# Proof of Stein's example

Stein's example is an important result in decision theory which can be stated as

The ordinary decision rule for estimating the mean of a multivariate Gaussian distribution is inadmissible under mean squared error risk in dimension at least 3.

The following is an outline of its proof. The reader is referred to the main article for more information.

## Sketched proof

The risk function of the decision rule ${\displaystyle d(\mathbf {x} )=\mathbf {x} }$ is

${\displaystyle R(\theta ,d)=\mathbb {E} _{\theta }[|\mathbf {\theta -X} |^{2}]}$
${\displaystyle =\int (\mathbf {\theta -x} )^{T}(\mathbf {\theta -x} )\left({\frac {1}{2\pi }}\right)^{n/2}e^{(-1/2)(\mathbf {\theta -x} )^{T}(\mathbf {\theta -x} )}m(dx)}$
${\displaystyle =n.\,}$

Now consider the decision rule

${\displaystyle d'(\mathbf {x} )=\mathbf {x} -{\frac {\alpha }{|\mathbf {x} |^{2}}}\mathbf {x} }$

where ${\displaystyle \alpha =n-2}$. We will show that ${\displaystyle d'}$ is a better decision rule than ${\displaystyle d}$. The risk function is

${\displaystyle R(\theta ,d')=\mathbb {E} _{\theta }\left[\left|\mathbf {\theta -X} +{\frac {\alpha }{|\mathbf {X} |^{2}}}\mathbf {X} \right|^{2}\right]}$
${\displaystyle =\mathbb {E} _{\theta }\left[|\mathbf {\theta -X} |^{2}+2(\mathbf {\theta -X} )^{T}{\frac {\alpha }{|\mathbf {X} |^{2}}}\mathbf {X} +{\frac {\alpha ^{2}}{|\mathbf {X} |^{4}}}|\mathbf {X} |^{2}\right]}$
${\displaystyle =\mathbb {E} _{\theta }\left[|\mathbf {\theta -X} |^{2}\right]+2\alpha \mathbb {E} _{\theta }\left[{\frac {\mathbf {(\theta -X)^{T}X} }{|\mathbf {X} |^{2}}}\right]+\alpha ^{2}\mathbb {E} _{\theta }\left[{\frac {1}{|\mathbf {X} |^{2}}}\right]}$

— a quadratic in ${\displaystyle \alpha }$. We may simplify the middle term by considering a general "well-behaved" function ${\displaystyle h:\mathbf {x} \mapsto h(\mathbf {x} )\in \mathbb {R} }$ and using integration by parts. For ${\displaystyle 1\leq i\leq n}$, for any continuously differentiable ${\displaystyle h}$ growing sufficiently slowly for large ${\displaystyle x_{i}}$ we have:

${\displaystyle \mathbb {E} _{\theta }[(\theta _{i}-X_{i})h(\mathbf {X} )|X_{j}=x_{j}(j\neq i)]=\int (\theta _{i}-x_{i})h(\mathbf {x} )\left({\frac {1}{2\pi }}\right)^{n/2}e^{-(1/2)\mathbf {(x-\theta )} ^{T}\mathbf {(x-\theta )} }m(dx_{i})}$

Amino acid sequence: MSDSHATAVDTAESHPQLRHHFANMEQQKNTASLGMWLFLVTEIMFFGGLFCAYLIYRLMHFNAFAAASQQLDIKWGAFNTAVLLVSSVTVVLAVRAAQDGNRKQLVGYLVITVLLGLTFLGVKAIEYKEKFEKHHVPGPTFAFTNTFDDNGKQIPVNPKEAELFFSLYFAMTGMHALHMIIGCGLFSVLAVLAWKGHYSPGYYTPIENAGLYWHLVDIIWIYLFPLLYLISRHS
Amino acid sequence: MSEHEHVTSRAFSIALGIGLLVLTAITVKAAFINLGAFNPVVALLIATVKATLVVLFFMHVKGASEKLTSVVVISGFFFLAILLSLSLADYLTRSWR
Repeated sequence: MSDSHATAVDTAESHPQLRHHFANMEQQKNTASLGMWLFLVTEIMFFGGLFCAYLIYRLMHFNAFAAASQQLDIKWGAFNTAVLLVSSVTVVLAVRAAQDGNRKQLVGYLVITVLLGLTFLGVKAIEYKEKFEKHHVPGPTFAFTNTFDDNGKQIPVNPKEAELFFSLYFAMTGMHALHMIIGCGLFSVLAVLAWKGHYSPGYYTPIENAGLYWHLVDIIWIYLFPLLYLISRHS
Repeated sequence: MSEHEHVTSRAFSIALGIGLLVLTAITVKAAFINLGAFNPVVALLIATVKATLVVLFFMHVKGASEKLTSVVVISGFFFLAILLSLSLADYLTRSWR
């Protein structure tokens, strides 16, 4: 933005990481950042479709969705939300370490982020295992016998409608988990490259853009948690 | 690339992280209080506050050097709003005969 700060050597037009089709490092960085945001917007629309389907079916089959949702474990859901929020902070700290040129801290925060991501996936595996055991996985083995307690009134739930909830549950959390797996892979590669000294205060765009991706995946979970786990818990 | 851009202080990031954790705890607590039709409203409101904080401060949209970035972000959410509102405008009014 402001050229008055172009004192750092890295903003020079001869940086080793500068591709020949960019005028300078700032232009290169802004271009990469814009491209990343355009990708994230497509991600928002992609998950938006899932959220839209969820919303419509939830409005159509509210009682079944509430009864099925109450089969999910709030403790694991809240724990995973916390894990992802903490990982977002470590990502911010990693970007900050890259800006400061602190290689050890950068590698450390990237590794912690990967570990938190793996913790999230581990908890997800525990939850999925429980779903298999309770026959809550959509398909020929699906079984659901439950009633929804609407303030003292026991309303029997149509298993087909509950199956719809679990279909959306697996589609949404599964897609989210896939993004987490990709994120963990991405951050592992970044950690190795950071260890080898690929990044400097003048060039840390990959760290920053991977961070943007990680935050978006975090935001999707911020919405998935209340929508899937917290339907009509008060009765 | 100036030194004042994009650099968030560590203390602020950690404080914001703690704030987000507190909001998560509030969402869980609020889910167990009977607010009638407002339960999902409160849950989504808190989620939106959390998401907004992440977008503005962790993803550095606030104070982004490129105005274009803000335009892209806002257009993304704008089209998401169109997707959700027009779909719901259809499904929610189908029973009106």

${\displaystyle =\left[h(\mathbf {x} )\left({\frac {1}{2\pi }}\right)^{n/2}e^{-(1/2)\mathbf {(x-\theta )} ^{T}\mathbf {(x-\theta )} }\right]_{x_{i}=-\infty }^{\infty }-\int {\frac {\partial h}{\partial x_{i}}}(\mathbf {x} )\left({\frac {1}{2\pi }}\right)^{n/2}e^{-(1/2)\mathbf {(x-\theta )} ^{T}\mathbf {(x-\theta )} }m(dx_{i})}$
${\displaystyle =-\mathbb {E} _{\theta }\left[{\frac {\partial h}{\partial x_{i}}}(\mathbf {X} )|X_{j}=x_{j}(j\neq i)\right].}$

Therefore,

${\displaystyle \mathbb {E} _{\theta }[(\theta _{i}-X_{i})h(\mathbf {X} )]=-\mathbb {E} _{\theta }\left[{\frac {\partial h}{\partial x_{i}}}(\mathbf {X} )\right].}$

(This result is known as Stein's lemma.)

Now, we choose

${\displaystyle h(\mathbf {x} )={\frac {x_{i}}{|\mathbf {x} |^{2}}}.}$

If ${\displaystyle h}$ met the "well-behaved" condition (it doesn't, but this can be remedied -- see below), we would have

${\displaystyle {\frac {\partial h}{\partial x_{i}}}={\frac {1}{|\mathbf {x} |^{2}}}-{\frac {2x_{i}^{2}}{|\mathbf {x} |^{4}}}}$

and so

${\displaystyle \mathbb {E} _{\theta }\left[{\frac {\mathbf {(\theta -X)^{T}X} }{|\mathbf {X} |^{2}}}\right]=\sum _{i=1}^{n}\mathbb {E} _{\theta }\left[(\theta _{i}-X_{i}){\frac {X_{i}}{|\mathbf {X} |^{2}}}\right]}$
${\displaystyle =-\sum _{i=1}^{n}\mathbb {E} _{\theta }\left[{\frac {1}{|\mathbf {X} |^{2}}}-{\frac {2X_{i}^{2}}{|\mathbf {X} |^{4}}}\right]}$
${\displaystyle =-(n-2)\mathbb {E} _{\theta }\left[{\frac {1}{|\mathbf {X} |^{2}}}\right].}$

Then returning to the risk function of ${\displaystyle d'}$ :

${\displaystyle R(\theta ,d')=n-2\alpha (n-2)\mathbb {E} _{\theta }\left[{\frac {1}{|\mathbf {X} |^{2}}}\right]+\alpha ^{2}\mathbb {E} _{\theta }\left[{\frac {1}{|\mathbf {X} |^{2}}}\right].}$

This quadratic in ${\displaystyle \alpha }$ is minimized at

${\displaystyle \alpha =n-2,\,}$

giving

${\displaystyle R(\theta ,d')=R(\theta ,d)-(n-2)^{2}\mathbb {E} _{\theta }\left[{\frac {1}{|\mathbf {X} |^{2}}}\right]}$

which of course satisfies:

${\displaystyle R(\theta ,d')

making ${\displaystyle d}$ an inadmissible decision rule.

It remains to justify the use of

${\displaystyle h(\mathbf {X} )={\frac {\mathbf {X} }{|\mathbf {X} |^{2}}}.}$

This function is not continuously differentiable since it is singular at ${\displaystyle \mathbf {x} =0}$. However the function

${\displaystyle h(\mathbf {X} )={\frac {\mathbf {X} }{\epsilon +|\mathbf {X} |^{2}}}}$

is continuously differentiable, and after following the algebra through and letting ${\displaystyle \epsilon \to 0}$ one obtains the same result.